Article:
See ads for
menarche-education booklets: Marjorie May's Twelfth
Birthday (Kotex, 1932), Tampax
tampons (1970, with Susan Dey), Personal Products
(1955, with Carol Lynley), and German o.b. tampons (lower
And read Lynn Peril's series
about these and similar booklets!
Read the full text of the 1935 Canadian edition
of Marjorie May's Twelfth Birthday, probably
identical to the American edition.
More ads for teens (see also introductory page for
teenage advertising): Are
you in the know?
(Kotex napkins and Quest napkin powder, 1948,
you in the know?
(Kotex napkins and belts, 1949, U.S.A.)Are you in the know? (Kotex napkins, 1953, U.S.A.),
Are you in the know? (Kotex napkins and belts,
1964, U.S.A.), Freedom
(1990, Germany), Kotex (1992, U.S.A.), Pursettes (1974, U.S.A.), Pursettes (1974, U.S.A.), Saba (1975, Denmark)
See early tampons
and a list of tampon
on this site - at least the ones I've cataloged.
Early "sanitary panties" for menstruation from
the Sears, Roebuck Catalog (1928)
Apparently women did not wear
underpants until the upper classes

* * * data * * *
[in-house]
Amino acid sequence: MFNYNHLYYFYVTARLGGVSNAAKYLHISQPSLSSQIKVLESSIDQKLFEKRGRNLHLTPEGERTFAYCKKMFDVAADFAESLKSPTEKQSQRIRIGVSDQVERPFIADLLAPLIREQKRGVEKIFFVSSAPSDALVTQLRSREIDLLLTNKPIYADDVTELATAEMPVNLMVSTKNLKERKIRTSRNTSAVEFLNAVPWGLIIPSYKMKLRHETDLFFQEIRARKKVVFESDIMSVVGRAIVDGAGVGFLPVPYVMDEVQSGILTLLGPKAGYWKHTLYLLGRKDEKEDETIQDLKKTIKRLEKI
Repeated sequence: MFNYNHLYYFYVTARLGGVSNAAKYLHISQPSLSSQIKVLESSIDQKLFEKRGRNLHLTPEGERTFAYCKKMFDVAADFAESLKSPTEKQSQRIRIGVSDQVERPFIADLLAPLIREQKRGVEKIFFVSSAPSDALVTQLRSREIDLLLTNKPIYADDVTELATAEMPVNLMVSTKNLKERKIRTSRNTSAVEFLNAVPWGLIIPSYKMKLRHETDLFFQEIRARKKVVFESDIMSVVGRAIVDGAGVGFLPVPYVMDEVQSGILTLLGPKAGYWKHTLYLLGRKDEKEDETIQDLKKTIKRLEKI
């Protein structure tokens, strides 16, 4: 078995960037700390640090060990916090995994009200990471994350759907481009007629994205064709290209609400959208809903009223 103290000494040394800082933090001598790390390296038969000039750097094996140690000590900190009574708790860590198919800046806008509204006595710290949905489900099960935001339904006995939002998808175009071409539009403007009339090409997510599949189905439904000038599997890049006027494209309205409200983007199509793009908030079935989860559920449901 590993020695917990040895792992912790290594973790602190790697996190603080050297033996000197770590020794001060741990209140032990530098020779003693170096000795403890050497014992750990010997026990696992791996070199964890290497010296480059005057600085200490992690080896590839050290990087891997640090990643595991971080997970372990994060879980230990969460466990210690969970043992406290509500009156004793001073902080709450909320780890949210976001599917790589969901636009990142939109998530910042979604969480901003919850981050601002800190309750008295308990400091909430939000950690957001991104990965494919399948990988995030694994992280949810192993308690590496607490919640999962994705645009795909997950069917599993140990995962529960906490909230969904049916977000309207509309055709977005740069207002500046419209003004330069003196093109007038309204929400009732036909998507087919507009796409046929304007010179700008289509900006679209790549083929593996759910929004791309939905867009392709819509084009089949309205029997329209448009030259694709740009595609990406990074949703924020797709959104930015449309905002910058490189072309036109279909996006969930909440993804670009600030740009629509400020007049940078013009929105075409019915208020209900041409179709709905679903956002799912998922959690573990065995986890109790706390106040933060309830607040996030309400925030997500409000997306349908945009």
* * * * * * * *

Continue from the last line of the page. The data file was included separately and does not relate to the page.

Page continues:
started doing so in the nineteenth
century, probably originally developed
in England for children to shield
their legs and genitals from view when
playing at school.
The first ones were essentially two
long leg tubes joined at the waist,
leaving a large gap in the crotch,
enabling the woman to perform bodily
functions without lowering them. I
suspect the wide dresses of the era
made dealing with underpants
Later in the century the gap was
closed, and the legs became shorter.
Sears sold a form of children's
diapers early in the century which
actually looked like today's briefs
for both sexes.
In 1922 Sears advertised "sanitary
bloomers" for night wear, which
look like the briefs we know.
It wasn't until 1935 that Sears sold
what we would call briefs for
women to wear in non-menstrual
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